Think about it...

We take snapshots of little dots of light in the so-called universe, our so-called dimension and we take closeup snapshots of barren rocks that circle along with our rock around a small star. We speculate and agonize about the nature of things and try to emulate our brains in microcosmic boxes. And... we ask... why they out there don't contact us? Would you, if you were they?

True outer space is currently verboten to humans because human physiology cannot tolerate the rigours and mind-bending body alterations that occur in space travel. We are a thin-skinned species and cannot even extend our life spans to a measurable point in cosmic time.

But, a big 'But' among all the "big butts" that are now in vogue is... we may not be able to defeat the ISIS plague or the worldwide-cloned trumps because we have brought our planet to the distinct edge of collapse. That's you and me and our ancestors. It began only 600 years ago when the human population crossed over the line of sustainability. The oceans are dying, the air is dying, and our food supply is malingering. The clocks tick, the lips lick, and the dreams stick like fading decals on a transparent wall.

Why don't they contact us? If you knew who they are and you were they... would you?

To Own and Possess
I have a friend who owns a Picasso, and not much else. Which one? Don't ask, don't tell. He acquired this painting via less than legal and righteous means. It involved a married woman, a tawdry brother, a... never mind! He possesses it, it's his, and it's worth a Russian oligarch fortune.

What does it mean to own, to possess a Picasso? Think about it... You have in front of you an image that began in the Spaniard's head, followed the smoke plumes from his ever-present cigarette into his hands, covering his eyes, animating his body, and then brushed on to a canvas in private moments, intimate moments that could never be shared. It is an image that contains the invisible mystery of Picasso's feelings, that contains his breath, his drops of sweat, his skin cells, the lingering resonance of his grunts and moans. It is an image that "is" Picasso.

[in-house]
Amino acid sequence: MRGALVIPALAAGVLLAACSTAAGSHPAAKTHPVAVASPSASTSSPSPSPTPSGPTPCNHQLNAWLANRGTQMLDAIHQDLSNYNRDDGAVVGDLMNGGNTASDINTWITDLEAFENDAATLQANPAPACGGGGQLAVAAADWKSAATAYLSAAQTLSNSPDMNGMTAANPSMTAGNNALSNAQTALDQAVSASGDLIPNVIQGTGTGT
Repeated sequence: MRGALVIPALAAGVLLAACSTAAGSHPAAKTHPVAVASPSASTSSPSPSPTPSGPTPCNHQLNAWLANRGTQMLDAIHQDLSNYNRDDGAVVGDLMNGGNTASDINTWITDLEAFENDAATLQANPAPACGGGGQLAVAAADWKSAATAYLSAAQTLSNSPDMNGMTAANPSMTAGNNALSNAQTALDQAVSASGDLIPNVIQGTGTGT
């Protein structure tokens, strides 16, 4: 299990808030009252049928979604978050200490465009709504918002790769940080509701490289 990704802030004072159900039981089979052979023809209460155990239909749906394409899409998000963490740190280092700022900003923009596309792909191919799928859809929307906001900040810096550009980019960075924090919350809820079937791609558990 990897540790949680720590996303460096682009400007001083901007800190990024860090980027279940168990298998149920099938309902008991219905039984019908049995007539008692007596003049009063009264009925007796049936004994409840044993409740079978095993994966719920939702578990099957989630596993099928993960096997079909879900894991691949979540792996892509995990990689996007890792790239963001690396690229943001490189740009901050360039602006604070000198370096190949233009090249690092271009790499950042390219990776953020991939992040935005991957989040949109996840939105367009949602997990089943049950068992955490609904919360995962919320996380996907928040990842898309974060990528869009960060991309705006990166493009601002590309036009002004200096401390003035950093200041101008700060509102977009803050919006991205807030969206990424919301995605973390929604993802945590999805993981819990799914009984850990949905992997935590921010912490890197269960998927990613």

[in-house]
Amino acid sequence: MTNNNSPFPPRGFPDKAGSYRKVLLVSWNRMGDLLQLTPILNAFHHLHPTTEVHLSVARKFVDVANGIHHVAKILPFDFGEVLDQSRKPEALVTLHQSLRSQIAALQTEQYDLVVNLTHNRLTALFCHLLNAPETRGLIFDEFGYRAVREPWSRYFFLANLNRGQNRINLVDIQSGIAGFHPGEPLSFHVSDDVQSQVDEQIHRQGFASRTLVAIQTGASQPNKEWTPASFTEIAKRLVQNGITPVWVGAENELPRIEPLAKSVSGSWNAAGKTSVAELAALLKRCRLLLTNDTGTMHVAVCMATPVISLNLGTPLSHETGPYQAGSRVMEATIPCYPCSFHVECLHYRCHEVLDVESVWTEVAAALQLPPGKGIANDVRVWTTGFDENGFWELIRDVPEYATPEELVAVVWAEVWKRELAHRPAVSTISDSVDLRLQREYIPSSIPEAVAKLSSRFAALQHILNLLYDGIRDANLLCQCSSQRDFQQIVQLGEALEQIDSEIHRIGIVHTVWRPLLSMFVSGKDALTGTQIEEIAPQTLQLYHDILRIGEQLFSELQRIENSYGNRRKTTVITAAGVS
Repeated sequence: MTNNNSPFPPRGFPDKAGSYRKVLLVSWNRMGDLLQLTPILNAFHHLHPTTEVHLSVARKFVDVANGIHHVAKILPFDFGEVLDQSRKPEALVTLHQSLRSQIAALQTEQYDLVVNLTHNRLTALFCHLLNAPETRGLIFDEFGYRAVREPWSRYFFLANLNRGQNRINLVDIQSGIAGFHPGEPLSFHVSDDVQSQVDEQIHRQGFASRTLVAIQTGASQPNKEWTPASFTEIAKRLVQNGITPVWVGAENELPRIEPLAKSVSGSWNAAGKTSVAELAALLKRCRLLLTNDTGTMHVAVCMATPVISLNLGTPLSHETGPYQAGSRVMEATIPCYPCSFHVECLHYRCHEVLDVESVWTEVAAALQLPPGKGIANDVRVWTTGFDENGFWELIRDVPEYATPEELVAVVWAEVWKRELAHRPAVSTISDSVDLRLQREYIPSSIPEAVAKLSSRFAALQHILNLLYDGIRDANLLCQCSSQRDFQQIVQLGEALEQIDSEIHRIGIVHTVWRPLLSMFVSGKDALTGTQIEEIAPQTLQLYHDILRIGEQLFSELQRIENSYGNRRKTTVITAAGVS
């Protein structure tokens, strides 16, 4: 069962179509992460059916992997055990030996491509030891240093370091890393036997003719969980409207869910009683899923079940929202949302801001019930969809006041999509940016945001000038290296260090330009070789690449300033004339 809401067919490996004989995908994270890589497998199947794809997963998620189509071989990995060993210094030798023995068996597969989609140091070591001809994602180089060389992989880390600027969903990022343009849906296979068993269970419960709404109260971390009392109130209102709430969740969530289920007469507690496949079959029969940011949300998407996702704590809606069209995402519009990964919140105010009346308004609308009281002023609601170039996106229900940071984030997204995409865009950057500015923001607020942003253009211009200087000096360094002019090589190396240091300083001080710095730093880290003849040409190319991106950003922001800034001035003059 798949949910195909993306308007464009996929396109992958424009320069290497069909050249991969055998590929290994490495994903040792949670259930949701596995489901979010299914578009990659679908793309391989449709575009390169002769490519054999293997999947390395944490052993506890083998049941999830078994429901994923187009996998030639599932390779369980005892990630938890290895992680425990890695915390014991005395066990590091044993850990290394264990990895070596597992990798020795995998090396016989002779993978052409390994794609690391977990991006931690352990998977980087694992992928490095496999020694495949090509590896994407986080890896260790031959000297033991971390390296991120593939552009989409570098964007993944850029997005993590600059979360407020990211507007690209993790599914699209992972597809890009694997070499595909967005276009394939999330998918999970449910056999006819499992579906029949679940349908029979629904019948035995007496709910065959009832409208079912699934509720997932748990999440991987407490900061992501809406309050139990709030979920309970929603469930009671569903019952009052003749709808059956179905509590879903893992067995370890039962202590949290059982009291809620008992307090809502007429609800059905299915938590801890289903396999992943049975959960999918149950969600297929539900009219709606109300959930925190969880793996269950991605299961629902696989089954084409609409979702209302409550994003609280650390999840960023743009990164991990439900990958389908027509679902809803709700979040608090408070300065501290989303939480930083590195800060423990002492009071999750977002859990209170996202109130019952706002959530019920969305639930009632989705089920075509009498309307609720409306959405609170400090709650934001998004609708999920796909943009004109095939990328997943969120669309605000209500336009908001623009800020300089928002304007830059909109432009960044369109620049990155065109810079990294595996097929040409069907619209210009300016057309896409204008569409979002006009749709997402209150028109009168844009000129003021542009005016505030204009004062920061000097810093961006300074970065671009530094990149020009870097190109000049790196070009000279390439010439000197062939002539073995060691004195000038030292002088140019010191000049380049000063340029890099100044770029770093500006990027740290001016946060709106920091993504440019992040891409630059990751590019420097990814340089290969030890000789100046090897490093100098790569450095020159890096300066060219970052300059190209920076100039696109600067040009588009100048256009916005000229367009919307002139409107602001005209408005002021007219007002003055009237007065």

If you're not a painter, have you wondered what it is like for a painter to see a work he sold hanging on someone's wall or in an exhibition? There... is a piece of his memory, a piece of him, an image that expands into the remembrance of the emotions, the events, all of his life during the creation of the work, all of the dimensions of the world he lived in which no aesthetician or critic or scholar could possibly reconstruct and describe. It is not important to know any of this biographical, historical information to experience a painting, to feel it, to understand it, to love it. All of that biodegradable data is only voyeuristic vichyssoise for viewers who did not create the painting. Except for the painter, who sees the painting and steps back into it, becoming part of it again. For some, it must be a painful experience.

So what does it mean to own, to possess a Picasso? It means whatever it means to you, even if you know nothing about it other than what you see on the canvas. It also means... you possess a secret, an image of secrets that only the living Pablo can share.

My One and Only Regret
That I do not have the vision to see a pig fly, a cat's ninth life, a unicorn's breath, an omni-gendered human being, and a trans-human. But hope springs maternal... as the smoke meanders up my nose.

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Arthur Meiselman is a playwright, writer and the Editor of Scene4. He also directs the Talos Ensemble and produces for Aemagefilms.
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March 2017

Volume 17 Issue 10